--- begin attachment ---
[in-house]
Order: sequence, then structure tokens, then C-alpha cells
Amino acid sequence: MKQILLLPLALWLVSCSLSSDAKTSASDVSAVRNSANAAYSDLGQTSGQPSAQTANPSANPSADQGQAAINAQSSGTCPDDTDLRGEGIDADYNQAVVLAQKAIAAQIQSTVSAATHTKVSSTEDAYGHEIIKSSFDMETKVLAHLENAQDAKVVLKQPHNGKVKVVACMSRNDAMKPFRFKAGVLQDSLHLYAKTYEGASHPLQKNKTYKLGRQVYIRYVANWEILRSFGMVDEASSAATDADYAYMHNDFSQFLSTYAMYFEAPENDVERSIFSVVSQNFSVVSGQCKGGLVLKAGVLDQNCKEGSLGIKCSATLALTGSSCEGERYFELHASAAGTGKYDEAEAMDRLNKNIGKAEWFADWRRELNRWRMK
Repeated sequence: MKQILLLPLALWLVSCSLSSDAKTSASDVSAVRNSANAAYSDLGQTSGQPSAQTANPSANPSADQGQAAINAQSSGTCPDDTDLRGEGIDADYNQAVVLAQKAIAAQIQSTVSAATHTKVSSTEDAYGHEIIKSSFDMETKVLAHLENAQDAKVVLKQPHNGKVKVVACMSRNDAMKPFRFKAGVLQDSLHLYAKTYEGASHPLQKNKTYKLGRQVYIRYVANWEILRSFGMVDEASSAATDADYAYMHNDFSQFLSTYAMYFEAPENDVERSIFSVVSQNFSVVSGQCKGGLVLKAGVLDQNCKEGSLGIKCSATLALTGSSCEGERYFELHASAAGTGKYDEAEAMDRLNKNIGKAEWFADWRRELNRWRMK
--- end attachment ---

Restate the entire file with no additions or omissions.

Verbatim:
[in-house]
Order: sequence, then structure tokens, then C-alpha cells
Amino acid sequence: MKQILLLPLALWLVSCSLSSDAKTSASDVSAVRNSANAAYSDLGQTSGQPSAQTANPSANPSADQGQAAINAQSSGTCPDDTDLRGEGIDADYNQAVVLAQKAIAAQIQSTVSAATHTKVSSTEDAYGHEIIKSSFDMETKVLAHLENAQDAKVVLKQPHNGKVKVVACMSRNDAMKPFRFKAGVLQDSLHLYAKTYEGASHPLQKNKTYKLGRQVYIRYVANWEILRSFGMVDEASSAATDADYAYMHNDFSQFLSTYAMYFEAPENDVERSIFSVVSQNFSVVSGQCKGGLVLKAGVLDQNCKEGSLGIKCSATLALTGSSCEGERYFELHASAAGTGKYDEAEAMDRLNKNIGKAEWFADWRRELNRWRMK
Repeated sequence: MKQILLLPLALWLVSCSLSSDAKTSASDVSAVRNSANAAYSDLGQTSGQPSAQTANPSANPSADQGQAAINAQSSGTCPDDTDLRGEGIDADYNQAVVLAQKAIAAQIQSTVSAATHTKVSSTEDAYGHEIIKSSFDMETKVLAHLENAQDAKVVLKQPHNGKVKVVACMSRNDAMKPFRFKAGVLQDSLHLYAKTYEGASHPLQKNKTYKLGRQVYIRYVANWEILRSFGMVDEASSAATDADYAYMHNDFSQFLSTYAMYFEAPENDVERSIFSVVSQNFSVVSGQCKGGLVLKAGVLDQNCKEGSLGIKCSATLALTGSSCEGERYFELHASAAGTGKYDEAEAMDRLNKNIGKAEWFADWRRELNRWRMK